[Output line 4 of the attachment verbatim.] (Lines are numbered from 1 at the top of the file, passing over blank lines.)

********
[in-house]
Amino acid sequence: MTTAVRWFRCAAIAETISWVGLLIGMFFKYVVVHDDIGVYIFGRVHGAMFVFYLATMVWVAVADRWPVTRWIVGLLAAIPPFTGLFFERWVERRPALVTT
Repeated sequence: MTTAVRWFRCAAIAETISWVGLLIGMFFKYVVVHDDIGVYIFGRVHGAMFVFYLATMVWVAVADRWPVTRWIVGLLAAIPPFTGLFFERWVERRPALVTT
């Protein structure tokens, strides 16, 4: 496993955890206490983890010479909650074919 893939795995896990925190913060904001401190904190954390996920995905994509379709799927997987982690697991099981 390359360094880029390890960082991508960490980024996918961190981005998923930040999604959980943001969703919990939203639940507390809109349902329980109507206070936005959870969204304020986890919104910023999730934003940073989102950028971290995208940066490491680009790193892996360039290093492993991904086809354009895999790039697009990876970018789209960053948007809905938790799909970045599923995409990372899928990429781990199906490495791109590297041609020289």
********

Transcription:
């Protein structure tokens, strides 16, 4: 496993955890206490983890010479909650074919 893939795995896990925190913060904001401190904190954390996920995905994509379709799927997987982690697991099981 390359360094880029390890960082991508960490980024996918961190981005998923930040999604959980943001969703919990939203639940507390809109349902329980109507206070936005959870969204304020986890919104910023999730934003940073989102950028971290995208940066490491680009790193892996360039290093492993991904086809354009895999790039697009990876970018789209960053948007809905938790799909970045599923995409990372899928990429781990199906490495791109590297041609020289």